Is nothing sacred? Religion and free speech

Watch and listen to atheist philosopher A C Grayling, journalist and practising Christian Charles Moore, and Usama Hasan, a scientist and imam, discuss free speech and religion.

At the invitation of the Dahrendorf Programme for the Study of Freedom, atheist philosopher A C Grayling, journalist and practising Christian Charles Moore, and Usama Hasan, a scientist and imam, discuss free speech and religion. Watch the debate here.

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Comments (3)

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  1. I confess I found this “discussion” somewhat disappointing – not least because there’s no discussion, just three short talks. (Was there a Q&A at the end? If so, the video ends prematurely.)

    I am huge admirer of Messrs Moore and Grayling, and from what I gather Mr Hasan is to be commended for his bravery. But all three of these men seemed to me to be answering the wrong question.

    In respect to this site’s Draft Principle 6 (the rejection of violent intimidation of the kind that Mr Hasan lives with, and to a lesser extent Professor Grayling too) it seems to me that the appropriate question is not “when do you choose not to exercise your right to offend?” but rather “under what circumstances do you stand up against intimidation?”

    The former question (“when to choose not to offend”) is a) of limited interest and b) intractable. There will always be some who (by what Messrs Hasan and Moore might call their God-given nature) take delight in provoking offence. Indeed they will go out of their way to do so. But when dealing with such people surely any attempt to appeal to “etiquette” or “good manners” is touchingly – perhaps dangerously – futile.

    I’d suggest that Mr Moore’s gentlemanly request is unlikely to sway the Daily Express headline writer who came up with “Muslims tell British: Go to Hell” (04/11/10) or “Migrants Rob Young Britons of Jobs” (18/08/11). And, it’s perhaps superfluous to add, he’s unlikely to persuade the tiny minority of British muslims who carry banners to protests saying things like “Death to those who insult Islam”.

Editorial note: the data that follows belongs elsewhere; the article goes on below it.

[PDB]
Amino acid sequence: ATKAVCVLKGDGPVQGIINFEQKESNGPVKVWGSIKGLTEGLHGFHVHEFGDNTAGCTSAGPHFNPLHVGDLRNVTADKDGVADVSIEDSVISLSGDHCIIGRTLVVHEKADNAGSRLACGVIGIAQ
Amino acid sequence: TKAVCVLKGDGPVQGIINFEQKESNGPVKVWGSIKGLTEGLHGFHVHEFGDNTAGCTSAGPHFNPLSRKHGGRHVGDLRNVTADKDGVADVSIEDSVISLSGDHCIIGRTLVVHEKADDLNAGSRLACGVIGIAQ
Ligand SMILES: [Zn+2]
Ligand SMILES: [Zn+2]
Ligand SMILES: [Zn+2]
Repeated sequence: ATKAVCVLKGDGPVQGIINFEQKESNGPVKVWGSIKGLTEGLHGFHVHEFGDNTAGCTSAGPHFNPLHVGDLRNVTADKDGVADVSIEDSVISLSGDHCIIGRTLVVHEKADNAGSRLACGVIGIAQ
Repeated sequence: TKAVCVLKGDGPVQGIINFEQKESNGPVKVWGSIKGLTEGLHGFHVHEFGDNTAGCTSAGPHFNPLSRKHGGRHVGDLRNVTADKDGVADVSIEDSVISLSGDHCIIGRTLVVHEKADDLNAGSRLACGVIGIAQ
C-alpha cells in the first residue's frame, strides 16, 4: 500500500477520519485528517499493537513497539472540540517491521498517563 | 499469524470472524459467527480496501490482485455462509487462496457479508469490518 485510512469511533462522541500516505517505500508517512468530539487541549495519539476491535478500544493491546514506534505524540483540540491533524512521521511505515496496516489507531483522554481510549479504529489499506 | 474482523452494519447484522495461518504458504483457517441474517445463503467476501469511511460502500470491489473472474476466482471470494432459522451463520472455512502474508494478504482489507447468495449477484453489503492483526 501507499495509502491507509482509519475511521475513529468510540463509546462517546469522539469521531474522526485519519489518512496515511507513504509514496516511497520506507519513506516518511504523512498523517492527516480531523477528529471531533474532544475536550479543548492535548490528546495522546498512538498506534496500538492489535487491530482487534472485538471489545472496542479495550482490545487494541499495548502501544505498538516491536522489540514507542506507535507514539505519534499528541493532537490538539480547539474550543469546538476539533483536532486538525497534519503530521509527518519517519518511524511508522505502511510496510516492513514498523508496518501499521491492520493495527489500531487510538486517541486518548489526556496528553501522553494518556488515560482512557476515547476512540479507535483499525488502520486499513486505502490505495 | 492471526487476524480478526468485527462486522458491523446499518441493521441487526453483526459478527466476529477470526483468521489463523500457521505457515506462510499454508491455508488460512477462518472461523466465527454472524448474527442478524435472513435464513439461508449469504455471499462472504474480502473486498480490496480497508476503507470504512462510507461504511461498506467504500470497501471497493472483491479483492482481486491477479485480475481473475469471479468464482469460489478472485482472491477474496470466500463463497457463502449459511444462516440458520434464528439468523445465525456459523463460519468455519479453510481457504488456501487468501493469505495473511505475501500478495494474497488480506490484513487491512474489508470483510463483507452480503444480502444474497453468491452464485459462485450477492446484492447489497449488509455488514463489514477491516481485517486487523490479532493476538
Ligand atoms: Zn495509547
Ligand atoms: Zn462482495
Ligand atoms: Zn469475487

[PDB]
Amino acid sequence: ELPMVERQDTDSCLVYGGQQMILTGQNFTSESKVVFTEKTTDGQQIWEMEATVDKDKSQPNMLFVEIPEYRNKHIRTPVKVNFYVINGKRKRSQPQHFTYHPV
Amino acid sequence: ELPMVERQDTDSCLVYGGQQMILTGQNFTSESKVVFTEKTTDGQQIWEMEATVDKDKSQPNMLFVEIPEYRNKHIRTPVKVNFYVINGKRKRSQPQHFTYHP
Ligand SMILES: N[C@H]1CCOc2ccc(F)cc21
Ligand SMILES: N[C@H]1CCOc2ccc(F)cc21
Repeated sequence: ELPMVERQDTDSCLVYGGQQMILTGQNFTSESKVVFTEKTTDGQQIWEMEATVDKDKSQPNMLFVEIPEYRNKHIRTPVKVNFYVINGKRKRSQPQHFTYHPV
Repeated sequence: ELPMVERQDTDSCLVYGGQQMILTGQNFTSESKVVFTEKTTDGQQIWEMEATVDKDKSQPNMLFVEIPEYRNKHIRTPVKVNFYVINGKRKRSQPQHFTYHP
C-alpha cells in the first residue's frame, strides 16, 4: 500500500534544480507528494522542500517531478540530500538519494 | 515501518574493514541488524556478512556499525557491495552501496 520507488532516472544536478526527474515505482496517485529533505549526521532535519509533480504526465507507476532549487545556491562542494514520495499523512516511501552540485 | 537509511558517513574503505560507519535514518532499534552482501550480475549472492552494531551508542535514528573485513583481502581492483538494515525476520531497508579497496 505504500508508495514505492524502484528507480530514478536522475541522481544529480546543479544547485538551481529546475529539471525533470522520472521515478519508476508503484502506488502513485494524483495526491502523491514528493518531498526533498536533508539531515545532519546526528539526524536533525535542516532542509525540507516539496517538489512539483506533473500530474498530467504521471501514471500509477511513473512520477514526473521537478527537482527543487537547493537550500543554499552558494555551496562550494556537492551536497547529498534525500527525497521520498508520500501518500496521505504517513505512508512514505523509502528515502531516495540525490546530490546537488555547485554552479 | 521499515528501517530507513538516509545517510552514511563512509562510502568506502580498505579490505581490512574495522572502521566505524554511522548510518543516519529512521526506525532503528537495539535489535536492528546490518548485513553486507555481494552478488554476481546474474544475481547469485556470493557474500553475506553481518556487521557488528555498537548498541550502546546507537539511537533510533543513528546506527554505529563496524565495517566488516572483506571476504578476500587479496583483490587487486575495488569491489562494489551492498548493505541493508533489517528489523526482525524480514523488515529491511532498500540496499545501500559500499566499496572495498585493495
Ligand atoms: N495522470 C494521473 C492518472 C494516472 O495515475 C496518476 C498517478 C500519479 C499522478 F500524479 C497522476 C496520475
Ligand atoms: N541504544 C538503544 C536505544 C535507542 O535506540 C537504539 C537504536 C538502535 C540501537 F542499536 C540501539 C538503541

I do not consider myself such a person – a provocateur. But, dare I say I am glad they exist? I remember, as a teenager attending bien-pensant dinner parties with my parents during the Satanic Verses affair. Amidst a general astonishment at the vehemence of the reaction of muslim protestors, the consensus amongst the intelligentsia seemed to be “Bloody Salman Rushdie going around provoking these people – he should have known better.” And perhaps even: “He asked for it”.

    But, a bit like a bad marriage, if you manage to avoid arguing over the children’s education then you’ll fight over where the car was parked. If the poison is there, then sooner or later someone or something – however trivial it may seem – will draw it out. And, as Professor Grayling points out in his talk, this is ultimately a good – an essential – thing. Far better that the malaise can be addressed head-on – as this site is attempting to do – rather than kept out of sight for the sake of an easy life.

    And so I return to what, I humbly suggest, is the critical question to address. Not (as was addressed in this lecture) “when should you avoid risking provocation?” but rather “if you are threatened by intimidation, what should you do?”